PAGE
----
1st time Iowan homeowner seeking lawn care program...


LawnSite Member
This is my first post, so bear with me...

I bought my first home in February and it came with a John Deere 160 rider (1988 vintage). I also aquired two freebie mowers: a cheapie 3.5hp Briggs/Stratton, and a 4.5hp 2 cycle Lawnboy self propelled silver series (1994 vintage)

All three mowers run great, I imagine I don't need the briggs mower for anything.

Anyway, the previous owners didn't care about their yard. So far I've removed 60 39 gallon trash bags full of leaves, and two truckloads of brush (less than 1/2 acre yard in the city)

I wanted to get some general info on what steps I should take to create a healthy, full lawn within say 2 years time.

There are bare spots (dirt) underneath shaded areas from the neighbor's pine trees. I am looking for advice on how to grow that out again.

Also, I have the really fine type grass (don't know what kind it is) and I'd like to get normal kentucky bluegrass to take over.

Here's a pic of the yard after I mowed with the rider Saturday:


I'd never used a rider, and I have no instruction manual, so I had to wing it. I set the cut height to 3" and mowed in gear 2 at full throttle (it has 5 forward gears and reverse)

Anyway, you can see to the right are the pine trees and the shade. I plan on removing the swingset and playhouse.

My yard is REALLY bumpy.

So clue me in on some stuff I need to do to get the yard level, more plush, and fully green :)


LawnSite Member
First get a soil test. Got to your local extension office. The test should give you your pH, and K, P, Ca, and Mg levels. It should also tell you what you need to apply.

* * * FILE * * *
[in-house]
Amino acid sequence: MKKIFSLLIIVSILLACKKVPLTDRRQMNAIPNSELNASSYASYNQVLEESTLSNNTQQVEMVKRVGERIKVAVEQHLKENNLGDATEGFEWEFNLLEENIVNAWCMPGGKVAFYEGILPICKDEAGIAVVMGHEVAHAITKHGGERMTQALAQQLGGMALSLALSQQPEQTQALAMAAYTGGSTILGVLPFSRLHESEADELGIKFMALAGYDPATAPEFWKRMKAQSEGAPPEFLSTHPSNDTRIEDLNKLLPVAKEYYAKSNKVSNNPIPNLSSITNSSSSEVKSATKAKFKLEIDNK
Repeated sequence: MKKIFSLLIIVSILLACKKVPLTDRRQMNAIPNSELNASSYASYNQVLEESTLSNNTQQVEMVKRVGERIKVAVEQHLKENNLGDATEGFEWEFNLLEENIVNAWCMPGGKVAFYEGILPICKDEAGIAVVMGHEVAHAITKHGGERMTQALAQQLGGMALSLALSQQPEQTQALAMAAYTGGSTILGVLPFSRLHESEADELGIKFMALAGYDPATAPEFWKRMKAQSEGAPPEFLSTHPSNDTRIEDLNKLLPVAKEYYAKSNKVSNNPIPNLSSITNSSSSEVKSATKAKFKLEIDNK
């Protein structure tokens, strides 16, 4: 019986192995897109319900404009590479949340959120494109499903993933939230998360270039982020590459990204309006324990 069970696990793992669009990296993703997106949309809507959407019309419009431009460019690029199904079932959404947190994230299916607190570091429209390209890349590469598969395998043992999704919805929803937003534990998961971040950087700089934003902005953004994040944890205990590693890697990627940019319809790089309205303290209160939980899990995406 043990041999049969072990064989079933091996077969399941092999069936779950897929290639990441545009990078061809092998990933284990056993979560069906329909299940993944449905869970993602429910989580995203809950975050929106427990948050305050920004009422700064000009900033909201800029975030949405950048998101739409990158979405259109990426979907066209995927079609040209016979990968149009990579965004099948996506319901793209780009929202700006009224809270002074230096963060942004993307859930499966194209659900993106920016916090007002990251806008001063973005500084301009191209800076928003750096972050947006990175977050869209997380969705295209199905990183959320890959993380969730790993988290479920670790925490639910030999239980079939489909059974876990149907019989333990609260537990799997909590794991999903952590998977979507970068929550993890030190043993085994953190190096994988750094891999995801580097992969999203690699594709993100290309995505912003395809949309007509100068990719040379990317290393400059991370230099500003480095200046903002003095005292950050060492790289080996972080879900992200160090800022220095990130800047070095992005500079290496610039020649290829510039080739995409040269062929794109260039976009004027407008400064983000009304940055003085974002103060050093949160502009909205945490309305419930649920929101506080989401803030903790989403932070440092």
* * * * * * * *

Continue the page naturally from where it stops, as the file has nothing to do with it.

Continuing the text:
To fix the dead spots, just scratch and seed. Throw a little starter fertilizer on and keep the area moist.

As far as under the trees, it may be a lost cause. The fine grass you have (most likely fine fescue) is the most shade tolerant grass commonly used on home lawns. If that is not growing, you may just not have enough sun. May I suggest mulching around the trees.

To fix the bumpiness, aerify. Do it twice a year if you can. This will slowly level your yard, especially if you can drag the cores in.

As far as getting K blue, it will take a few steps. Adjusting your soil levels to what your test tells you is a start. Next, slit seed bluegrass into your existing lawn. Keep the nitrogen levels high and pH around 7.0. This will give a competitive edge to bluegrass over the fesuce which prefers a more acidic soil and low nitrogen levels.

For maintenance puroposes use a fertilizer with a 2-1-2 ratio and apply about 4-5 lbs N per year to your lawn. Check your extension office or the internet for some publications on lawn maintenance.


LawnSite Bronze Member
Destin Florida
What lars said. Also take the pictures of your lawn to the extension offfice and find out what type of grass you have and the proper mowing height. Make sure that all blades on you lawn mowers are sharp.

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